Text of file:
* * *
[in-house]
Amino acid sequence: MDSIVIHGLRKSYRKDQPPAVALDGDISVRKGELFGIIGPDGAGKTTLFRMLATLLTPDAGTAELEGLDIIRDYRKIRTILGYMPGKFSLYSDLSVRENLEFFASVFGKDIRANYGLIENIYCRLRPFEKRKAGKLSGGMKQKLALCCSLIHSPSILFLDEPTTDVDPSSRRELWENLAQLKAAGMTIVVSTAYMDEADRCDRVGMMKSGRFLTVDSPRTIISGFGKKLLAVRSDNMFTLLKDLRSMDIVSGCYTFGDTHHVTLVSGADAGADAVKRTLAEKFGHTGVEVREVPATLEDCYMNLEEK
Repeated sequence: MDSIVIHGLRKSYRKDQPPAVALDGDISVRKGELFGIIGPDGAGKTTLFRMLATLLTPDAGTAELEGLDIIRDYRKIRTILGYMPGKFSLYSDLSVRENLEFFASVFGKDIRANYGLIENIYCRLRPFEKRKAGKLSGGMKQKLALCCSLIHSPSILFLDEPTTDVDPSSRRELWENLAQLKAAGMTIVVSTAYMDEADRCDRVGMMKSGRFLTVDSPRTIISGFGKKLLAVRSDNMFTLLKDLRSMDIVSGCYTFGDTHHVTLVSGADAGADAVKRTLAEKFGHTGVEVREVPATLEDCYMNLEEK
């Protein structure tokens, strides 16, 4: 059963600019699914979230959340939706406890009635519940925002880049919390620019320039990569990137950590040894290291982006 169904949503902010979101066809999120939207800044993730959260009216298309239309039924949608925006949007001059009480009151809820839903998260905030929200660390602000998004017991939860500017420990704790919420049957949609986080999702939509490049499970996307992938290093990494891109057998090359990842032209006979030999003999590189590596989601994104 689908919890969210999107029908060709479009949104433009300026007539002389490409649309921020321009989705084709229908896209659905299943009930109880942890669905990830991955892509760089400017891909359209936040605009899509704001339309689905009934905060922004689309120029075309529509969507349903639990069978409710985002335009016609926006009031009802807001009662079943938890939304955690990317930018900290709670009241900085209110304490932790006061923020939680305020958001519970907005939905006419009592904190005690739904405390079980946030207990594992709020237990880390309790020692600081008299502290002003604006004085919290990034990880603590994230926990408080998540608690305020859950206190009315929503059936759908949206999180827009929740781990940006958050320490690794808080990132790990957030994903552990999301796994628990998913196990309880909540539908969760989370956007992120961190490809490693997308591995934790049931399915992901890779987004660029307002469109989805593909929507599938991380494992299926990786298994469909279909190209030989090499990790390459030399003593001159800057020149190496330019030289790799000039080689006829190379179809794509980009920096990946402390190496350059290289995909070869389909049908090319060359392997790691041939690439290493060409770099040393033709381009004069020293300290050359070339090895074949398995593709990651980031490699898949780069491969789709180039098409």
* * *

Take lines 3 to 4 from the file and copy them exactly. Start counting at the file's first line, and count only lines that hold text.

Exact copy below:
Repeated sequence: MDSIVIHGLRKSYRKDQPPAVALDGDISVRKGELFGIIGPDGAGKTTLFRMLATLLTPDAGTAELEGLDIIRDYRKIRTILGYMPGKFSLYSDLSVRENLEFFASVFGKDIRANYGLIENIYCRLRPFEKRKAGKLSGGMKQKLALCCSLIHSPSILFLDEPTTDVDPSSRRELWENLAQLKAAGMTIVVSTAYMDEADRCDRVGMMKSGRFLTVDSPRTIISGFGKKLLAVRSDNMFTLLKDLRSMDIVSGCYTFGDTHHVTLVSGADAGADAVKRTLAEKFGHTGVEVREVPATLEDCYMNLEEK
């Protein structure tokens, strides 16, 4: 059963600019699914979230959340939706406890009635519940925002880049919390620019320039990569990137950590040894290291982006 169904949503902010979101066809999120939207800044993730959260009216298309239309039924949608925006949007001059009480009151809820839903998260905030929200660390602000998004017991939860500017420990704790919420049957949609986080999702939509490049499970996307992938290093990494891109057998090359990842032209006979030999003999590189590596989601994104 689908919890969210999107029908060709479009949104433009300026007539002389490409649309921020321009989705084709229908896209659905299943009930109880942890669905990830991955892509760089400017891909359209936040605009899509704001339309689905009934905060922004689309120029075309529509969507349903639990069978409710985002335009016609926006009031009802807001009662079943938890939304955690990317930018900290709670009241900085209110304490932790006061923020939680305020958001519970907005939905006419009592904190005690739904405390079980946030207990594992709020237990880390309790020692600081008299502290002003604006004085919290990034990880603590994230926990408080998540608690305020859950206190009315929503059936759908949206999180827009929740781990940006958050320490690794808080990132790990957030994903552990999301796994628990998913196990309880909540539908969760989370956007992120961190490809490693997308591995934790049931399915992901890779987004660029307002469109989805593909929507599938991380494992299926990786298994469909279909190209030989090499990790390459030399003593001159800057020149190496330019030289790799000039080689006829190379179809794509980009920096990946402390190496350059290289995909070869389909049908090319060359392997790691041939690439290493060409770099040393033709381009004069020293300290050359070339090895074949398995593709990651980031490699898949780069491969789709180039098409």